Findings from the Optic Neuritis Treatment Trial
National Eye Institute (NEI)
February 28, 1992
Findings from the Optic Neuritis Treatment Trial, January 21, 1992: This randomized, multicenter clinical trial was supported by the National Eye Institute, a component of the National Institutes of Health (NIH). The trial evaluated the safety and efficacy of corticosteroid treatment in over 450 patients with optic neuritis. It found that oral prednisone (prescribed in a dosage of 1 mg/kg/day for 14 days) was not only ineffective in speeding recovery or in improving the visual outcome after optic neuritis, but actually increased a patient's risk for future attacks in either the affected or fellow eye. Specifically, trial investigators found that 27 percent of the patients taking oral prednisone had at least one new attack of optic neuritis during followup, which for some patients was as long as two years. In contrast, patients who received an oral placebo had a 15 percent rate of subsequent optic neuritis. Based on these findings, the trial investigators have concluded that there is no role for oral prednisone alone in standard dosages in the treatment of patients with initial episodes of optic neuritis. The complete findings from this study are published in the N Engl J Med 1992 Feb 27;326(9):581-588. Contacts: Judith Stein or Bob Kuska (301) 496-5248.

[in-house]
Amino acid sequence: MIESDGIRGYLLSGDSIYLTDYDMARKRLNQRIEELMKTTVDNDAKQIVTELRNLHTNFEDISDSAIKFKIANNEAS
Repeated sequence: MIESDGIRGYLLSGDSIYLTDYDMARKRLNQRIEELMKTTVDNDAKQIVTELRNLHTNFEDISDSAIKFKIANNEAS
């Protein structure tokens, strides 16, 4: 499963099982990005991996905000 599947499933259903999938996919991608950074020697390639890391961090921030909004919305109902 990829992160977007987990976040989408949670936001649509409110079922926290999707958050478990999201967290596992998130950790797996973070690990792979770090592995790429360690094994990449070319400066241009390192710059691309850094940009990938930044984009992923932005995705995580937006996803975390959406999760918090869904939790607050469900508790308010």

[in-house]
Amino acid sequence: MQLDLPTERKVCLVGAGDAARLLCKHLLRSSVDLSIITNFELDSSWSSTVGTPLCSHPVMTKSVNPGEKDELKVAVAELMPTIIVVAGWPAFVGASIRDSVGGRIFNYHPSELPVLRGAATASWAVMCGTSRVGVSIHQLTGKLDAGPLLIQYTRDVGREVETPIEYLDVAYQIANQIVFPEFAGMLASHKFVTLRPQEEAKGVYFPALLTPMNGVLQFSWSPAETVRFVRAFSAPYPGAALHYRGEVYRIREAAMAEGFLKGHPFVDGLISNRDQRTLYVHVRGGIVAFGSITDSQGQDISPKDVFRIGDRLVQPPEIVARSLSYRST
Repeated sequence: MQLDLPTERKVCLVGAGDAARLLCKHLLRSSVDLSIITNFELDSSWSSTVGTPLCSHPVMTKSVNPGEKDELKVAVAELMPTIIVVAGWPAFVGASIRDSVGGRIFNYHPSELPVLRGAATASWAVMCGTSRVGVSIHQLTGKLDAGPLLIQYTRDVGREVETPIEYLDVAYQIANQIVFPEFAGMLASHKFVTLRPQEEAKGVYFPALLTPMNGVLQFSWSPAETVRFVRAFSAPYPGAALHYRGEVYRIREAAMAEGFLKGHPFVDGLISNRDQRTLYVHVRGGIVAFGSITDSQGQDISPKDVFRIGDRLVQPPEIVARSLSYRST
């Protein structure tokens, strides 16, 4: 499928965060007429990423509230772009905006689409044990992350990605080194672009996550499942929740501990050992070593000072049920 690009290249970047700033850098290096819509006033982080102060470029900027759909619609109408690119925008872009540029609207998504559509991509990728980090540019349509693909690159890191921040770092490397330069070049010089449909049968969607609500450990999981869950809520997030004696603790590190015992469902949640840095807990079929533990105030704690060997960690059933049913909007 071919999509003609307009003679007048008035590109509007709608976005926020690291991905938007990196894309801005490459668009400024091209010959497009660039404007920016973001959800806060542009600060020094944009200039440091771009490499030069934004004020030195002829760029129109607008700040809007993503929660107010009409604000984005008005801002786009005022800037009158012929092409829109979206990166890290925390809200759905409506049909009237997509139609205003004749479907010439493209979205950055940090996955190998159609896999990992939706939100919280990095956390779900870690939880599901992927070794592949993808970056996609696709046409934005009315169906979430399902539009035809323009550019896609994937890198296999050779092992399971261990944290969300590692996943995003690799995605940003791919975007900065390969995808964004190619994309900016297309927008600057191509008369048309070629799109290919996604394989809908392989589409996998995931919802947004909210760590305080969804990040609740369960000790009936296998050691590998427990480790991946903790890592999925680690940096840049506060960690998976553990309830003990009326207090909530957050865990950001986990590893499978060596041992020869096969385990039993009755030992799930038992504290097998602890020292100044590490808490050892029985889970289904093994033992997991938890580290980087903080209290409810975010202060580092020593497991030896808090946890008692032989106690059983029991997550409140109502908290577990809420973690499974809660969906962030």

This alert has been mailed to all libraries that are members of the National Network of Libraries of Medicine.
None available online. Please refer to N Engl J Med 1992 Feb 27;326(9):581-88.